A Chinese ship twice detected a "pulse signal" at a frequency used by aircraft black boxes, while an Australian vessel is investigating a separate "acoustic noise" in the search for flight MH370.
Retired Air Chief Marshal Angus Houston, who is co-ordinating the search, told reporters in Perth on Sunday the Chinese ship Haixun 01 had detected two "acoustic events" which provided "some promise" and required a full investigation.
The first signal was detected on Friday and the second, which lasted 90 seconds, was detected on Saturday within two kilometres of the original detection.
"This is an important and encouraging lead but one which I urge you to continue to treat carefully," Air Chief Marshal Houston said.
He warned no signals or objects found in the ocean had been verified as being from the missing Malaysia Airlines plane.
British naval ship HMS Echo would take about 14 hours to reach the search zone, he said.
Australian naval vessel Ocean Shield is looking at another "acoustic noise" in a separate area and will go to the zone when that task is completed.
Air Chief Marshal Houston said he only learned about Ocean Shield's detection on Sunday morning and it could be a couple of days until the search was resolved.
"We will pursue these leads to their conclusion," he said.
Air Chief Marshal Houston said there had been "fleeting acoustic events" rather than a continuous transmission.
"If you get close to the device, we should be receiving it for a longer period of time than just a fleeting encounter," he said.
"But we've got a transmission (so) we must investigate it."
An observer looks out a window onboard a RNZAF P3 Orion during the search operations for missing Malaysia Airlines Flight MH370
Corrected satellite data indicated the ill-fated Malaysia Airlines plane might also have been travelling faster, which meant the search was moving further south - to about where Haixun 01 was - but was still within the same search zone, Air Chief Marshal Houston said.
He added that it was a "painstaking process" and there had been few leads so far that had narrowed down the search area, warning there could be similar unverified leads over the coming months.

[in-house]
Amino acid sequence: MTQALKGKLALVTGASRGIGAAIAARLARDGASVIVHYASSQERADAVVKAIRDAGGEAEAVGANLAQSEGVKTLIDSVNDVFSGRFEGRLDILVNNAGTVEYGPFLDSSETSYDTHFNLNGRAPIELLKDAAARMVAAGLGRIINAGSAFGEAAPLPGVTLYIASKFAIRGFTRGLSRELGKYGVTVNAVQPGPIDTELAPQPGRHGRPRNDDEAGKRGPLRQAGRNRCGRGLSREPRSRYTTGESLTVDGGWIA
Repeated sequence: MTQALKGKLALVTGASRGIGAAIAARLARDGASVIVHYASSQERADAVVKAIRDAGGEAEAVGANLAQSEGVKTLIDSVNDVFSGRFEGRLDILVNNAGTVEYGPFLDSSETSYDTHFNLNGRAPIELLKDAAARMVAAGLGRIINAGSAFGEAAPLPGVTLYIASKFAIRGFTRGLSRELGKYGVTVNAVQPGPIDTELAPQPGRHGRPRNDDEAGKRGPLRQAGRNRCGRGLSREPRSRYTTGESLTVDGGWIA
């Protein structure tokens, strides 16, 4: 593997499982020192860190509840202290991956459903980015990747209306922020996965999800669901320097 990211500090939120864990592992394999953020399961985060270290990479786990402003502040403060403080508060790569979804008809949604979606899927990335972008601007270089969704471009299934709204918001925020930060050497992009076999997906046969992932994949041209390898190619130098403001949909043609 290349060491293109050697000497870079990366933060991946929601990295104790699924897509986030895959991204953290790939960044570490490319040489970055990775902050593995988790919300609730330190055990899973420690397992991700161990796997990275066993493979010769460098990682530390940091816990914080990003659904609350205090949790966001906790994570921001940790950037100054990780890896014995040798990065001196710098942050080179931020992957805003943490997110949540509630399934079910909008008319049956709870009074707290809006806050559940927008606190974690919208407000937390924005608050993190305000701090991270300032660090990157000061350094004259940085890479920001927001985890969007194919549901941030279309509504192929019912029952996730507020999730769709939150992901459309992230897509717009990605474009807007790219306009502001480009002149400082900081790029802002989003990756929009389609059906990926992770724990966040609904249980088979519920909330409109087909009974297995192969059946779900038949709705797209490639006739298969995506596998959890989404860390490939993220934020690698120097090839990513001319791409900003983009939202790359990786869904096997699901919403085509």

Air Chief Marshal Houston said because the Chinese search area was 4.5km deep, any recovery operation would be demanding and take a long time.
But he stressed that authorities would first have to establish that there was actually something there.
"We're a long way from making that conclusion," he said.
It is now day 30 of the search and near the end of the black box emergency beacon's battery life.
While the battery could last an extra eight to 10 days beyond that, Air Chief Marshal Houston admitted they were running out of time.
He also defended Australia's relationship with China, saying he became aware of the first Chinese signal detection quickly because there was a journalist on board but was also informed by the Chinese government about the same time.
He said he learned about the second ping "quite some time ago" and was "very satisfied" with the level of communication from the Chinese.
The Boeing 777 was carrying 239 passengers when it vanished on March 8 en route from Kuala Lumpur to Beijing, triggering an international search that started in the South China Sea before shifting to the Indian Ocean.
Up to 10 military planes, two civilian aircraft and 13 ships are assisting in Sunday's search for the missing plane, about 2000km northwest of Perth, totalling about 216,000 sq km.
SGT Sean Donaldson prepares to deploy a smoke marker onboard a RNZAF P3 Orion during search operations.